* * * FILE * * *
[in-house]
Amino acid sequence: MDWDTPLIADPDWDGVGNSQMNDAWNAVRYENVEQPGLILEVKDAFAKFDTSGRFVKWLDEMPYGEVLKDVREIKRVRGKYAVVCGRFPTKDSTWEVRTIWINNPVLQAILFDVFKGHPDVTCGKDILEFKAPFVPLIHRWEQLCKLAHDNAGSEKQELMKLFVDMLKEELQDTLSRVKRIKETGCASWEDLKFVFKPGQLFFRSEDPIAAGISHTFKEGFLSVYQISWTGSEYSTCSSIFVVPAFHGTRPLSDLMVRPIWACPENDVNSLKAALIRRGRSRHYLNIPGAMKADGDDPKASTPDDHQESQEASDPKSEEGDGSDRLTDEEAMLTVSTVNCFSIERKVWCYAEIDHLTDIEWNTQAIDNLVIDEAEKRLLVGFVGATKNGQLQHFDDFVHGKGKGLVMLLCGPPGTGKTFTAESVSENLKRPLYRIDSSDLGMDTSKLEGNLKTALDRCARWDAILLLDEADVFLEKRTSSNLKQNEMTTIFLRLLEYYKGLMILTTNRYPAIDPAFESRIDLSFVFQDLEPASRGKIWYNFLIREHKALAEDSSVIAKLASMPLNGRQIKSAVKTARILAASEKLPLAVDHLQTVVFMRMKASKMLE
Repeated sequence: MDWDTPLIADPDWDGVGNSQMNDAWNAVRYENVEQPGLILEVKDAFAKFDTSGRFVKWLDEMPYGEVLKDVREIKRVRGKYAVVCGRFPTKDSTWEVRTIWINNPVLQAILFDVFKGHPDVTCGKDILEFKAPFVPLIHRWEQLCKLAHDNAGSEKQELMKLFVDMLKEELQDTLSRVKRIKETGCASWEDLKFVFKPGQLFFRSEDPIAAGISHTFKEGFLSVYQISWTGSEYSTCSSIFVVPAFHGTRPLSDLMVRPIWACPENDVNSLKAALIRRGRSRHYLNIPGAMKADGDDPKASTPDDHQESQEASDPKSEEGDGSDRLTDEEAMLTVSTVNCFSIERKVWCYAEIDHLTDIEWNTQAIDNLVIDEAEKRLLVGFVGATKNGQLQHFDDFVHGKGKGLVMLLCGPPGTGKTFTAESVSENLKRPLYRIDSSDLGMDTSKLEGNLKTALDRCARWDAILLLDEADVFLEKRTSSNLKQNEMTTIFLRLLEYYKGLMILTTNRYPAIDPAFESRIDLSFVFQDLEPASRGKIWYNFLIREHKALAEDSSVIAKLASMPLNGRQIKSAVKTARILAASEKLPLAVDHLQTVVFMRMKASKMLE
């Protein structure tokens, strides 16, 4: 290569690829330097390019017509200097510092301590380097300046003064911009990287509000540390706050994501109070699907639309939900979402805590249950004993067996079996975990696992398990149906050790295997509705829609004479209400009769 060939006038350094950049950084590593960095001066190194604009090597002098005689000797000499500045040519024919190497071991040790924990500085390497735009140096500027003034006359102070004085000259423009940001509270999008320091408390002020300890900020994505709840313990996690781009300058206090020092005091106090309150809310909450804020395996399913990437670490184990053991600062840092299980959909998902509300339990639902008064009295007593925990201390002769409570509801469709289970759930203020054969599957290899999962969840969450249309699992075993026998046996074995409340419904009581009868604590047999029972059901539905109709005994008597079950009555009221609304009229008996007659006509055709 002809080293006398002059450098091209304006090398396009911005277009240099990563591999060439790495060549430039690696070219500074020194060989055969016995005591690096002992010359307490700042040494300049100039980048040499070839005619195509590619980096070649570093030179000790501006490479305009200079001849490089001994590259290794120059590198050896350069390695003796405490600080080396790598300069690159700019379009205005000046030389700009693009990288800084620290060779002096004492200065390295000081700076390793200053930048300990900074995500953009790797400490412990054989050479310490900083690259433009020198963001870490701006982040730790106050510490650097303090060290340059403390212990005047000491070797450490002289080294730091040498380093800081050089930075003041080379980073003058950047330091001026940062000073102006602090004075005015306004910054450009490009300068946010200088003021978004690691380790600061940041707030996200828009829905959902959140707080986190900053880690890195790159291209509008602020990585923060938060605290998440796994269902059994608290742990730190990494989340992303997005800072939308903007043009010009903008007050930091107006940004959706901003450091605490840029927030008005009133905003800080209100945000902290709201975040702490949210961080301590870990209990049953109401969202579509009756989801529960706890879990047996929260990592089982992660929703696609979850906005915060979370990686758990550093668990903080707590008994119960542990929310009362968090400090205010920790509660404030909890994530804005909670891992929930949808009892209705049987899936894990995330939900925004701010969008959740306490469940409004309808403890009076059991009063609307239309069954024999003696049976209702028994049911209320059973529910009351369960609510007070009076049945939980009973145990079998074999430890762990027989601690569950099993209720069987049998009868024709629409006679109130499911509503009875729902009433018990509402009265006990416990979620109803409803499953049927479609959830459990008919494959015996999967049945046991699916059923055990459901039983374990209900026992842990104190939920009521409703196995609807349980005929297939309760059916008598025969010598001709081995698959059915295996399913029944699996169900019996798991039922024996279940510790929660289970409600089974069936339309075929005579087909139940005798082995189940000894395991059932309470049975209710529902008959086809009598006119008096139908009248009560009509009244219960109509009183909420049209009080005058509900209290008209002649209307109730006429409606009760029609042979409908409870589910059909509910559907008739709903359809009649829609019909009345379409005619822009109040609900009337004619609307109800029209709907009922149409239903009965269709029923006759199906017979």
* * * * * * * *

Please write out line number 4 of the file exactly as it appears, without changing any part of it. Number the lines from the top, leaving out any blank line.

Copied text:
């Protein structure tokens, strides 16, 4: 290569690829330097390019017509200097510092301590380097300046003064911009990287509000540390706050994501109070699907639309939900979402805590249950004993067996079996975990696992398990149906050790295997509705829609004479209400009769 060939006038350094950049950084590593960095001066190194604009090597002098005689000797000499500045040519024919190497071991040790924990500085390497735009140096500027003034006359102070004085000259423009940001509270999008320091408390002020300890900020994505709840313990996690781009300058206090020092005091106090309150809310909450804020395996399913990437670490184990053991600062840092299980959909998902509300339990639902008064009295007593925990201390002769409570509801469709289970759930203020054969599957290899999962969840969450249309699992075993026998046996074995409340419904009581009868604590047999029972059901539905109709005994008597079950009555009221609304009229008996007659006509055709 002809080293006398002059450098091209304006090398396009911005277009240099990563591999060439790495060549430039690696070219500074020194060989055969016995005591690096002992010359307490700042040494300049100039980048040499070839005619195509590619980096070649570093030179000790501006490479305009200079001849490089001994590259290794120059590198050896350069390695003796405490600080080396790598300069690159700019379009205005000046030389700009693009990288800084620290060779002096004492200065390295000081700076390793200053930048300990900074995500953009790797400490412990054989050479310490900083690259433009020198963001870490701006982040730790106050510490650097303090060290340059403390212990005047000491070797450490002289080294730091040498380093800081050089930075003041080379980073003058950047330091001026940062000073102006602090004075005015306004910054450009490009300068946010200088003021978004690691380790600061940041707030996200828009829905959902959140707080986190900053880690890195790159291209509008602020990585923060938060605290998440796994269902059994608290742990730190990494989340992303997005800072939308903007043009010009903008007050930091107006940004959706901003450091605490840029927030008005009133905003800080209100945000902290709201975040702490949210961080301590870990209990049953109401969202579509009756989801529960706890879990047996929260990592089982992660929703696609979850906005915060979370990686758990550093668990903080707590008994119960542990929310009362968090400090205010920790509660404030909890994530804005909670891992929930949808009892209705049987899936894990995330939900925004701010969008959740306490469940409004309808403890009076059991009063609307239309069954024999003696049976209702028994049911209320059973529910009351369960609510007070009076049945939980009973145990079998074999430890762990027989601690569950099993209720069987049998009868024709629409006679109130499911509503009875729902009433018990509402009265006990416990979620109803409803499953049927479609959830459990008919494959015996999967049945046991699916059923055990459901039983374990209900026992842990104190939920009521409703196995609807349980005929297939309760059916008598025969010598001709081995698959059915295996399913029944699996169900019996798991039922024996279940510790929660289970409600089974069936339309075929005579087909139940005798082995189940000894395991059932309470049975209710529902008959086809009598006119008096139908009248009560009509009244219960109509009183909420049209009080005058509900209290008209002649209307109730006429409606009760029609042979409908409870589910059909509910559907008739709903359809009649829609019909009345379409005619822009109040609900009337004619609307109800029209709907009922149409239903009965269709029923006759199906017979």